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Originally posted by Exuberant1
Buzz Aldrin is amazing.
I'm gonna go find the rest of that interview.
Originally posted by infinite
No, he clearly said a "strange structure" on the moon's surface. Buzz Aldrin has, on many occasions, stayed away from the UFO debate and I believe this if the first time he's made reference towards artificial involvement on planetary objects.
During the cooling of a thick lava flow, contractional joints or fractures form. If a flow cools relatively rapidly, significant contraction forces build up. While a flow can shrink in the vertical dimension without fracturing, it cannot easily accommodate shrinking in the horizontal direction unless cracks form; the extensive fracture network that develops results in the formation of columns. The topology of the lateral shapes of these columns can broadly be classed as a random cellular network. These structures are often erroneously described as being predominantly hexagonal. In reality, the mean number of sides of all the columns in such a structure is indeed six (by geometrical definition), but polygons with three to twelve or more sides can be observed. Note that the size of the columns depends loosely on the rate of cooling; very rapid cooling may result in very small (
Optech Incorporated, the global market leader in the development, manufacture and support of advanced, laser-based survey systems, announced today that is has been selected by the Canadian Space Agency to lead the study of a Canadian-led mission to Phobos, the largest moon of Mars. The proposed Phobos Reconnaissance and International Mars Exploration (“PRIME”) mission was selected from among 12 proposals received by the Canadian Space Agency last year to be the object of a concept and feasibility study. ......
The PRIME science team has tentatively selected a specific and compelling feature on the surface of Phobos as the target landing site. Popularly known as the “Phobos Monolith”, it is a building-sized object that appears to be a boulder exposed relatively recently in an otherwise desolate area of the asteroid-like moon. Scientists on the PRIME team are interested in such boulders as they might represent unique opportunities to examine actual samples of Phobos’s bedrock up close. PRIME Deputy Principal Investigator Dr. Alan Hildebrand believes that the Phobos Monolith could hold the answers to the moon’s composition and history. “If we can get to that object, we likely don’t need to go anywhere else,” he advised the science team.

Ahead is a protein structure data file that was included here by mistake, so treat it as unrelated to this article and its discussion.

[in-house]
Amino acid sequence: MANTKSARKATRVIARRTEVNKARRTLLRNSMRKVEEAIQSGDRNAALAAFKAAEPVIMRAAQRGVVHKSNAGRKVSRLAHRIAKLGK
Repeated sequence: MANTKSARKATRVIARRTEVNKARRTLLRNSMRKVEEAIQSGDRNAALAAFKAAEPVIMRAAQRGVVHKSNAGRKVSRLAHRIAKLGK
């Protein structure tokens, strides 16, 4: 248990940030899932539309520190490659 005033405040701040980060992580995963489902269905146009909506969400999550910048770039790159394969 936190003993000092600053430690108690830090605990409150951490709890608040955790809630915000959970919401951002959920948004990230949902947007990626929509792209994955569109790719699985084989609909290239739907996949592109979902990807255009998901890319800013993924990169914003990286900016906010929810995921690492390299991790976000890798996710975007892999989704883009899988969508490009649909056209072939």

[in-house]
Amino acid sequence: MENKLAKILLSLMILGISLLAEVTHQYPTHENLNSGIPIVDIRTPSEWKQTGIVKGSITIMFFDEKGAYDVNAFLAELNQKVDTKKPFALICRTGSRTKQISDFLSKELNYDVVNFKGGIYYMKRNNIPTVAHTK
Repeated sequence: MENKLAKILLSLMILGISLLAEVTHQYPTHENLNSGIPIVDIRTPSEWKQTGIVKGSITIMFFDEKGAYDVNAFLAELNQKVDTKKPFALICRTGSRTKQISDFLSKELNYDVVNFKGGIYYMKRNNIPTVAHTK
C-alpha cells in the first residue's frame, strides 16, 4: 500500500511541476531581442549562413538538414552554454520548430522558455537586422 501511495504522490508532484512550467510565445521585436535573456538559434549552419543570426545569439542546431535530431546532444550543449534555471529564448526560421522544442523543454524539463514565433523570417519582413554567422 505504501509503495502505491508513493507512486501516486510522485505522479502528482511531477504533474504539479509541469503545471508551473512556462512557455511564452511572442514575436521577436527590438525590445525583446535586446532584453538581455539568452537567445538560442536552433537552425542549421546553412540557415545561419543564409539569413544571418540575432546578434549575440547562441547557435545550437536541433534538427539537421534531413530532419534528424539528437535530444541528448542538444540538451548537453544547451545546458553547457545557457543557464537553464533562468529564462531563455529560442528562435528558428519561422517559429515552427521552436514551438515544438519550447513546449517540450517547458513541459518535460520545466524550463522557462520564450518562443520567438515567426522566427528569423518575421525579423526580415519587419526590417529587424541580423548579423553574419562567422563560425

One of the planned Phobos-Grunt experiments is the Living Interplanetary Flight Experiment, or LIFE, provided by the U.S.-based Planetary Society. This experiment would carry various microorganisms, as well as a soil colony from the Arctic permafrost, to see how well they endure space travel. The experiment is controversial because of planetary protection issues - scientists hope to find evidence for life on Mars someday, and are careful to sterilize spacecraft so we don't inadvertently carry life there. If Phobos-Grunt should accidentally crash on Phobos or Mars, the life contained in the spacecraft probably would not survive for long in the harsh environment, but most scientists don't want to risk contamination regardless.
The launch of Phobos-Grunt was scheduled to take place this October, but it now seems likely the launch date will be pushed back to 2011 at the earliest. Whenever the mission does launch, it will take 3 years for the lander to reach the small moon, touch down on its surface, and then return its sample to Earth...........
........Another mission headed by Optech Inc. and the Mars Institute, and funded as a concept study by the Canadian Space Agency, is called PRIME, for "Phobos Reconnaissance and International Mars Exploration." The PRIME mission would be composed of an orbiter and lander, and each would carry 4 instruments designed to study various aspects of Phobos's geology. Yet another mission concept, the Phobos-Deimos Sample Return Mission (SRM), is being studied by NASA's Glenn Research Center. This mission would rely on low-cost electric propulsion to land on Phobos and Deimos and bring back samples from the two moons.
These mission studies are proceeding in part on the philosophy that Phobos could be key to the future human exploration of Mars. Not only does the ease of landing and taking off from Phobos make it a good pit stop between Earth and Mars, but because Phobos is tidally-locked, always showing the same face to Mars, it could be a stable location for a Mars communications relay or some sort of monitoring station.
At present, neither PRIME nor the Phobos-Deimos SRM has a projected launch date.